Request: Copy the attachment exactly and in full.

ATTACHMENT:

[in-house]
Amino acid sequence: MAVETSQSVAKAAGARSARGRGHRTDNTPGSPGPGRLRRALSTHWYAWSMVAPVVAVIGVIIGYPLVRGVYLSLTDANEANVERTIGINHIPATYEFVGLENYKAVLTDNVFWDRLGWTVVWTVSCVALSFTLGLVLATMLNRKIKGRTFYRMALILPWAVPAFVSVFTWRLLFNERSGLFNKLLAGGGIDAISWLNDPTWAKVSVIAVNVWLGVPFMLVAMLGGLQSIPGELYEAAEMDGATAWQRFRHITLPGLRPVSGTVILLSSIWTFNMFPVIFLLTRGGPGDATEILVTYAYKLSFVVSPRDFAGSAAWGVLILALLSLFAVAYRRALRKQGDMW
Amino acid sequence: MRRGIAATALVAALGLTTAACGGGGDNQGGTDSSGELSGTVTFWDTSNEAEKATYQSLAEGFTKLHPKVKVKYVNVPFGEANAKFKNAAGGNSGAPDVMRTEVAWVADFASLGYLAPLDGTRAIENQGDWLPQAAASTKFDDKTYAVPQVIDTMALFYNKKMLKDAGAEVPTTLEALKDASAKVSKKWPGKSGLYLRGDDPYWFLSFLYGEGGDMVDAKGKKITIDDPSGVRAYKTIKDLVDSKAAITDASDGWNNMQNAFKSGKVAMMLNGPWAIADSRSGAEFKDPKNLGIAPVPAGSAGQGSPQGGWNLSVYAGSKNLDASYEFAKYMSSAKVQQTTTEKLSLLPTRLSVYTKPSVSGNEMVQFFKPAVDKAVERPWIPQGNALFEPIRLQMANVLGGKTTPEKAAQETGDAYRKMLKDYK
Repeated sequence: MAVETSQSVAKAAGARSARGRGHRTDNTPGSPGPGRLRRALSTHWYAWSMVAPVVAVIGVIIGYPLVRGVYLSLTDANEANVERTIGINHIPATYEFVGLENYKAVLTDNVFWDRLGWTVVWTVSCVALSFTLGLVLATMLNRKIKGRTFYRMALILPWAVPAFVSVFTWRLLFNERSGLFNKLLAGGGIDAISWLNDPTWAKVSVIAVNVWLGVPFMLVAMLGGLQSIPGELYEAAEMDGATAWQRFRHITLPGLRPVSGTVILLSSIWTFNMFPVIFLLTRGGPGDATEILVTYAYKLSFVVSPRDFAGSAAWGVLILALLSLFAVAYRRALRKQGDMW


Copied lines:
[in-house]
Amino acid sequence: MAVETSQSVAKAAGARSARGRGHRTDNTPGSPGPGRLRRALSTHWYAWSMVAPVVAVIGVIIGYPLVRGVYLSLTDANEANVERTIGINHIPATYEFVGLENYKAVLTDNVFWDRLGWTVVWTVSCVALSFTLGLVLATMLNRKIKGRTFYRMALILPWAVPAFVSVFTWRLLFNERSGLFNKLLAGGGIDAISWLNDPTWAKVSVIAVNVWLGVPFMLVAMLGGLQSIPGELYEAAEMDGATAWQRFRHITLPGLRPVSGTVILLSSIWTFNMFPVIFLLTRGGPGDATEILVTYAYKLSFVVSPRDFAGSAAWGVLILALLSLFAVAYRRALRKQGDMW
Amino acid sequence: MRRGIAATALVAALGLTTAACGGGGDNQGGTDSSGELSGTVTFWDTSNEAEKATYQSLAEGFTKLHPKVKVKYVNVPFGEANAKFKNAAGGNSGAPDVMRTEVAWVADFASLGYLAPLDGTRAIENQGDWLPQAAASTKFDDKTYAVPQVIDTMALFYNKKMLKDAGAEVPTTLEALKDASAKVSKKWPGKSGLYLRGDDPYWFLSFLYGEGGDMVDAKGKKITIDDPSGVRAYKTIKDLVDSKAAITDASDGWNNMQNAFKSGKVAMMLNGPWAIADSRSGAEFKDPKNLGIAPVPAGSAGQGSPQGGWNLSVYAGSKNLDASYEFAKYMSSAKVQQTTTEKLSLLPTRLSVYTKPSVSGNEMVQFFKPAVDKAVERPWIPQGNALFEPIRLQMANVLGGKTTPEKAAQETGDAYRKMLKDYK
Repeated sequence: MAVETSQSVAKAAGARSARGRGHRTDNTPGSPGPGRLRRALSTHWYAWSMVAPVVAVIGVIIGYPLVRGVYLSLTDANEANVERTIGINHIPATYEFVGLENYKAVLTDNVFWDRLGWTVVWTVSCVALSFTLGLVLATMLNRKIKGRTFYRMALILPWAVPAFVSVFTWRLLFNERSGLFNKLLAGGGIDAISWLNDPTWAKVSVIAVNVWLGVPFMLVAMLGGLQSIPGELYEAAEMDGATAWQRFRHITLPGLRPVSGTVILLSSIWTFNMFPVIFLLTRGGPGDATEILVTYAYKLSFVVSPRDFAGSAAWGVLILALLSLFAVAYRRALRKQGDMW